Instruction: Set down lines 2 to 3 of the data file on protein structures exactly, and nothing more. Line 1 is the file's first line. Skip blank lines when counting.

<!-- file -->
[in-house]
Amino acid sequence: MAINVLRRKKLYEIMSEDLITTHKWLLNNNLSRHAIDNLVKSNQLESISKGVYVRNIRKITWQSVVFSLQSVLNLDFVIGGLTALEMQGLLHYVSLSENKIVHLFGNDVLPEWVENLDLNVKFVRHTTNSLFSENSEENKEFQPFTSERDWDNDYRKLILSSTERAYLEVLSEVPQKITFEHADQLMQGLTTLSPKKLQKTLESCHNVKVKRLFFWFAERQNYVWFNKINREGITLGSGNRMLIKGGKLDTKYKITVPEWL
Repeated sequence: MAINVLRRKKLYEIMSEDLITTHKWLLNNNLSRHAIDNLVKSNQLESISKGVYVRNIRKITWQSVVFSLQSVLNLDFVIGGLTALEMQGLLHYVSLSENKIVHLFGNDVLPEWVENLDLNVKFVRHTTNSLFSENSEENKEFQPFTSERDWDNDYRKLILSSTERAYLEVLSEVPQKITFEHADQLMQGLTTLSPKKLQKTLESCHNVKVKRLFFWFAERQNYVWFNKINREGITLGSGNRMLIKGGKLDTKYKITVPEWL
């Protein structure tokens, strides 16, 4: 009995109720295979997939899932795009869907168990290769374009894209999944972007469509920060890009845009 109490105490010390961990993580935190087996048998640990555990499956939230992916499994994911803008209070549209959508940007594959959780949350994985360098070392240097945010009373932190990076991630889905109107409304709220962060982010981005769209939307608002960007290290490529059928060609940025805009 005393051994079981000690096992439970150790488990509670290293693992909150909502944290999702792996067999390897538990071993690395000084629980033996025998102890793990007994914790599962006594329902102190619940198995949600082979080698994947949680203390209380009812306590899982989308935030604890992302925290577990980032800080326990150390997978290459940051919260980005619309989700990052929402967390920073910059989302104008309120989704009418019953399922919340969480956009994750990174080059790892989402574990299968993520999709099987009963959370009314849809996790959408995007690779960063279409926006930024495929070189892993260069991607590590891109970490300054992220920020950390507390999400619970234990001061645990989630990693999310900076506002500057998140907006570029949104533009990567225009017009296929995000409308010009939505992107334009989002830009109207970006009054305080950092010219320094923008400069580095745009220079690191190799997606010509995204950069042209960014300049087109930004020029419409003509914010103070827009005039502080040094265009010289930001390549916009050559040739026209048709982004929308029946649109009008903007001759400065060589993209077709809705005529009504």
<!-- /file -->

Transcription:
Amino acid sequence: MAINVLRRKKLYEIMSEDLITTHKWLLNNNLSRHAIDNLVKSNQLESISKGVYVRNIRKITWQSVVFSLQSVLNLDFVIGGLTALEMQGLLHYVSLSENKIVHLFGNDVLPEWVENLDLNVKFVRHTTNSLFSENSEENKEFQPFTSERDWDNDYRKLILSSTERAYLEVLSEVPQKITFEHADQLMQGLTTLSPKKLQKTLESCHNVKVKRLFFWFAERQNYVWFNKINREGITLGSGNRMLIKGGKLDTKYKITVPEWL
Repeated sequence: MAINVLRRKKLYEIMSEDLITTHKWLLNNNLSRHAIDNLVKSNQLESISKGVYVRNIRKITWQSVVFSLQSVLNLDFVIGGLTALEMQGLLHYVSLSENKIVHLFGNDVLPEWVENLDLNVKFVRHTTNSLFSENSEENKEFQPFTSERDWDNDYRKLILSSTERAYLEVLSEVPQKITFEHADQLMQGLTTLSPKKLQKTLESCHNVKVKRLFFWFAERQNYVWFNKINREGITLGSGNRMLIKGGKLDTKYKITVPEWL